R.P’s Birth Story

My partner and I first found out we were going to have a baby in early November 2015. We were both beside ourselves with excitement but both so nervous as well.

We both thought the baby would be a girl as we found out about the pregnancy on my partners mums birthday and our original due date was the date that his mother passed away.

A lot of my pregnancy was rough. I had terrible morning sickness for 14 solid weeks, vomiting and fainting.

Around 10 weeks whilst at work I had a terrible bleed. At the time my boss did not know I was pregnant and being in a very demanding job I couldn’t just up and leave. I waited patiently until my replacement came then went to my local hospital. I was told everything seemed fine and after some time sent back home.

At my 12 week scan seeing our little baby was so wonderful. I spoke to the technician about the bleed and he said a Dr would compare my scans and let me know if there is anything to worry about. He also suggested I get some “routine” blood tests done.

My pregnancy continued on and at my 20 week scan they found our baby had a weak heartbeat, a smaller than normal heart and a cyst in the brain. 

We had to wait until 32 weeks for a follow up scan on the babies brain as it is common for brain cysts to disappear by that time. We also had to take time considering the alternative. If the cyst did not go away we were told there was a high chance the baby would not survive and if it did the level of retardation would be so great it would more than likely have a very short lifespan. 

At this point we were also informed the earlier bleed was believed to be the loss of a second unformed embryo that had not made it past the ‘cell sack’ stage. We were never able to get 100% confirmation on this but a number of midwives and doctors that viewed my scans and blood tests agreed. This was a bit upsetting but in a way a blessing that we had never known there was two and therefore had never been attached to the idea of having twins.

I had another bleed and again went to hospital. We were monitored and sent home with no issues.

We had to monitor the baby’s heartbeat closely and every time we were told it was still weak but we were just grateful to hear it every time.

We finally had a follow up scan and everything was looking good. we could finally relax and await the arrival of our baby.

Due date came and went and no sign of baby. Another week passed still no baby. 

Finally 8 days after due date I woke around midnight with back pain. After about 20 minutes of trying to get comfortable I finally realised I was in labour.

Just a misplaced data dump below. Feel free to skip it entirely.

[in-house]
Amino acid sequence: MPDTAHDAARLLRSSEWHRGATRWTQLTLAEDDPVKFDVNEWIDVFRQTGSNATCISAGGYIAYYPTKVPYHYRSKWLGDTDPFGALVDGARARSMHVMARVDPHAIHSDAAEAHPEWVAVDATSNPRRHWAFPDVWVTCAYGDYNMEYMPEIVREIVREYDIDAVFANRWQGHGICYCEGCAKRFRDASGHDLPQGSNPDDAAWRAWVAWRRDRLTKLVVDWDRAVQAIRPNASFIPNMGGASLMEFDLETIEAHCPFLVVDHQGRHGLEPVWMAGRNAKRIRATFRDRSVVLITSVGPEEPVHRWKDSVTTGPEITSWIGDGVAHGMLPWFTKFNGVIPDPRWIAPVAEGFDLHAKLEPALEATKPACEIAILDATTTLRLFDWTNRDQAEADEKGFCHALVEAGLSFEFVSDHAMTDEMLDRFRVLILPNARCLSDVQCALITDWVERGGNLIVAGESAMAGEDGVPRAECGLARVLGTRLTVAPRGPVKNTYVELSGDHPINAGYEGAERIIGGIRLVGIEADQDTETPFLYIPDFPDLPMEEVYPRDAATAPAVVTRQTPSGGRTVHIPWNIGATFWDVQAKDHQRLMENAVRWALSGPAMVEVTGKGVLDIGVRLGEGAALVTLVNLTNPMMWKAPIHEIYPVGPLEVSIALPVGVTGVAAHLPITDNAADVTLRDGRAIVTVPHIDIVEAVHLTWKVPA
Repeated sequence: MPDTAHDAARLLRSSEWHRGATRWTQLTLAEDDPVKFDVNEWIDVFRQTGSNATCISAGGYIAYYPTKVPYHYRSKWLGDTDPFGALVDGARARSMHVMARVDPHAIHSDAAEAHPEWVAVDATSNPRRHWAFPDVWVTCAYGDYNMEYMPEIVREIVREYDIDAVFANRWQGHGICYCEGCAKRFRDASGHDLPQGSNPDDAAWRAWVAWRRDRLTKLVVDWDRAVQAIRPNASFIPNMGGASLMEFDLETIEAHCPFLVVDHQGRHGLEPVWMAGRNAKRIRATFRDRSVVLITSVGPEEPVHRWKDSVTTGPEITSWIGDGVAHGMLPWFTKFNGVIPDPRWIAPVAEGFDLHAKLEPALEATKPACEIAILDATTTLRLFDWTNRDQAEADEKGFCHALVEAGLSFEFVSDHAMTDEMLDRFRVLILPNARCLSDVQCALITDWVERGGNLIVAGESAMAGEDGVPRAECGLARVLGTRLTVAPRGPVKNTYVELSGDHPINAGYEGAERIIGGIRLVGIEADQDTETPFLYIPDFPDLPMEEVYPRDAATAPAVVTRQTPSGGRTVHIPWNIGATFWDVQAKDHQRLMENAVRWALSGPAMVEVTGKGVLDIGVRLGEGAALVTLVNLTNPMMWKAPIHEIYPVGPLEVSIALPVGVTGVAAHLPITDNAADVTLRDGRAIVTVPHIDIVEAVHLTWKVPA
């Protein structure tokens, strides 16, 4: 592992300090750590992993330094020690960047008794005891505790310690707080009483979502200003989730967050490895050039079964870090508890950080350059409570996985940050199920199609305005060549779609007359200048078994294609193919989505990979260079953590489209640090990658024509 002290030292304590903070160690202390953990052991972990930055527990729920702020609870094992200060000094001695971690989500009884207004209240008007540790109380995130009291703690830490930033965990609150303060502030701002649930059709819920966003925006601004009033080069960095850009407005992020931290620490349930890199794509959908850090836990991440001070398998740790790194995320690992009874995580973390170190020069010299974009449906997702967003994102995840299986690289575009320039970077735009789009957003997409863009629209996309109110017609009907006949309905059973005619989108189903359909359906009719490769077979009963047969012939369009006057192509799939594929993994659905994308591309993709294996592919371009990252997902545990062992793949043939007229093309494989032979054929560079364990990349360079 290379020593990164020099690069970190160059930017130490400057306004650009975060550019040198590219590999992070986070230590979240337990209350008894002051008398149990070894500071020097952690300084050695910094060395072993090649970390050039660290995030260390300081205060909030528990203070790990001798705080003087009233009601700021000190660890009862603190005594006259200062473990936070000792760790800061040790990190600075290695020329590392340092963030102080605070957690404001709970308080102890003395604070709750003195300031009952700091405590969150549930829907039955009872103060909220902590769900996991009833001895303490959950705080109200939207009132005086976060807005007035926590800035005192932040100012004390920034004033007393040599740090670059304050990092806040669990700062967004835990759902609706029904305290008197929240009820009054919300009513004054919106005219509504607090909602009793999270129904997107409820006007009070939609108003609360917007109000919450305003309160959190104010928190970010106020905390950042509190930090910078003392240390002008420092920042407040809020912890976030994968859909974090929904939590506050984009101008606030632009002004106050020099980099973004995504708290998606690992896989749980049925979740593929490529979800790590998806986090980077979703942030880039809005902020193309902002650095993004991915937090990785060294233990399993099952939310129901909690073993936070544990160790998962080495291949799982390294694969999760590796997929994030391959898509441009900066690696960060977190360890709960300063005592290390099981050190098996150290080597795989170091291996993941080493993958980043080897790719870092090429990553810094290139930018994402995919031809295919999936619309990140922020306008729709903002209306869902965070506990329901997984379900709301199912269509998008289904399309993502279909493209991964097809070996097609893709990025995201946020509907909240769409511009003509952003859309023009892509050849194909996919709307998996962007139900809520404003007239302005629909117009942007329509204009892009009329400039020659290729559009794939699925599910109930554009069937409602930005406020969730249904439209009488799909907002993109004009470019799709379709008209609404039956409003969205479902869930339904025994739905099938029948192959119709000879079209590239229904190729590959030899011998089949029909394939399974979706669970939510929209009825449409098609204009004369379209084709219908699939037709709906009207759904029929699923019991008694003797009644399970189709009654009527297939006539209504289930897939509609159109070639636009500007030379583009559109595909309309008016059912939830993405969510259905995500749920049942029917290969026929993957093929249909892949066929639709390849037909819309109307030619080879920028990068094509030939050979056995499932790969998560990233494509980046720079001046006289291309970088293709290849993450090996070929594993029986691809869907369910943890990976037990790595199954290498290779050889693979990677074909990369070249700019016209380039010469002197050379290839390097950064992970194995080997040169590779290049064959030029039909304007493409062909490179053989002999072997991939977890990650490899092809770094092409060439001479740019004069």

I got up and made myself comfortable on the lounge and began timing contractions. My partner thought nothing of it as I often couldn’t sleep at night due to PTSD and it was nothing out of the ordinary for me to get out of bed for a cup of tea and to watch some Tele. 

Around 4 am I woke my partner and told him what was happening. He got up and sat on the lounge with me, completely unsure of what to do. After 5 hrs my contraction were two minutes apart. I called the hospital and was told to come in. 

I was 3 cm dilated and given the chance to choose whether to stay or go home. We went home and waited. My contractions continued and by 2 am the next morning, 26 hours since realising I was in labour, my contractions were a minute apart and the pain was lasting for two minutes.

We went back to the hospital and I was still only 3cm. I told them I thought my contractions were lasting for close to two minutes and was told contractions only go for one minute. In hindsight this was the first indicator that something was not right.

I was told to try to get some sleep. My mum and my partner both snored away while I continued on, believing each contraction was bringing me one step closer to meeting our baby.

At 7 am shift change occurred and again, I was 3 cm. At this point it was decided they would break my waters. I had a student doctor and an experienced midwife come in and break my waters. I was expecting a massive flood of water instead the tiniest trickle of water came out. 

Within the next 10 minutes I began vomiting and bleeding heavily. I got in to the shower and my partner began running the water over my lower back to help with pain. I vomited a number of times and continued to bleed quite heavily.

I got in to the bath and started using gas. I hadn’t been in the bath for long when I began to get the urge to push. By this point I had my partner, my mum, a midwife, a student doctor and a student midwife in the room with me. I pushed with every contraction and was in absolute agony. 

I ended up being taken from the bath due to blood loss as it was to difficult to keep the water clean.

I tried everything to help the baby come, birthing stools, squats, standing, sitting, laying, exercise balls. You name it, I tried it.

They began having difficulties monitoring the baby’s heart beat but believed it to be because the baby was low in the birth canal.

By about 11 am I started pleading with everyone in the room, telling them something was wrong and I was in to much pain. I was told a number of times it was completely normal.

By mid day I thought I was going to pass out. I remember laying on the floor refusing to get up because I just didn’t have the strength to do it. There was blood all over the room, some of it in big clots.